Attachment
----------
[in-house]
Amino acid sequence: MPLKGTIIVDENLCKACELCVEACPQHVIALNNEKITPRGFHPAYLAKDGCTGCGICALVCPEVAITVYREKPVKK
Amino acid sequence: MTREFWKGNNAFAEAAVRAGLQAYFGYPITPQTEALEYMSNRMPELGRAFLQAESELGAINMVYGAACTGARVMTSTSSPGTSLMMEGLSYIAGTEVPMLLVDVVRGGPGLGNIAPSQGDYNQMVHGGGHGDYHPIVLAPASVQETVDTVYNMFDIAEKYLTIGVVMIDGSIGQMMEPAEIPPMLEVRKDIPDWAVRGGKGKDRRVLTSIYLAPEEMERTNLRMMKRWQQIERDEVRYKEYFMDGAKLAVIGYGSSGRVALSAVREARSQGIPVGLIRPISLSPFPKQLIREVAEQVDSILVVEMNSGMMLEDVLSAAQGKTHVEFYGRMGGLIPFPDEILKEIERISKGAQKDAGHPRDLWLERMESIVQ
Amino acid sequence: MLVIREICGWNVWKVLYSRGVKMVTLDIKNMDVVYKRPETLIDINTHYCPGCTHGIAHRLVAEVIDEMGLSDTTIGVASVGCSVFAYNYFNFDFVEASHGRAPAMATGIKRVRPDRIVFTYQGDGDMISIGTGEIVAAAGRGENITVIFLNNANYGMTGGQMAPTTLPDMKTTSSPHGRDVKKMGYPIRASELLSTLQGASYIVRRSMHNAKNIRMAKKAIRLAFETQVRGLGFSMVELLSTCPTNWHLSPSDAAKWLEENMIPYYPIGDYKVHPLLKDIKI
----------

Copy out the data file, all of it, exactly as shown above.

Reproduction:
[in-house]
Amino acid sequence: MPLKGTIIVDENLCKACELCVEACPQHVIALNNEKITPRGFHPAYLAKDGCTGCGICALVCPEVAITVYREKPVKK
Amino acid sequence: MTREFWKGNNAFAEAAVRAGLQAYFGYPITPQTEALEYMSNRMPELGRAFLQAESELGAINMVYGAACTGARVMTSTSSPGTSLMMEGLSYIAGTEVPMLLVDVVRGGPGLGNIAPSQGDYNQMVHGGGHGDYHPIVLAPASVQETVDTVYNMFDIAEKYLTIGVVMIDGSIGQMMEPAEIPPMLEVRKDIPDWAVRGGKGKDRRVLTSIYLAPEEMERTNLRMMKRWQQIERDEVRYKEYFMDGAKLAVIGYGSSGRVALSAVREARSQGIPVGLIRPISLSPFPKQLIREVAEQVDSILVVEMNSGMMLEDVLSAAQGKTHVEFYGRMGGLIPFPDEILKEIERISKGAQKDAGHPRDLWLERMESIVQ
Amino acid sequence: MLVIREICGWNVWKVLYSRGVKMVTLDIKNMDVVYKRPETLIDINTHYCPGCTHGIAHRLVAEVIDEMGLSDTTIGVASVGCSVFAYNYFNFDFVEASHGRAPAMATGIKRVRPDRIVFTYQGDGDMISIGTGEIVAAAGRGENITVIFLNNANYGMTGGQMAPTTLPDMKTTSSPHGRDVKKMGYPIRASELLSTLQGASYIVRRSMHNAKNIRMAKKAIRLAFETQVRGLGFSMVELLSTCPTNWHLSPSDAAKWLEENMIPYYPIGDYKVHPLLKDIKI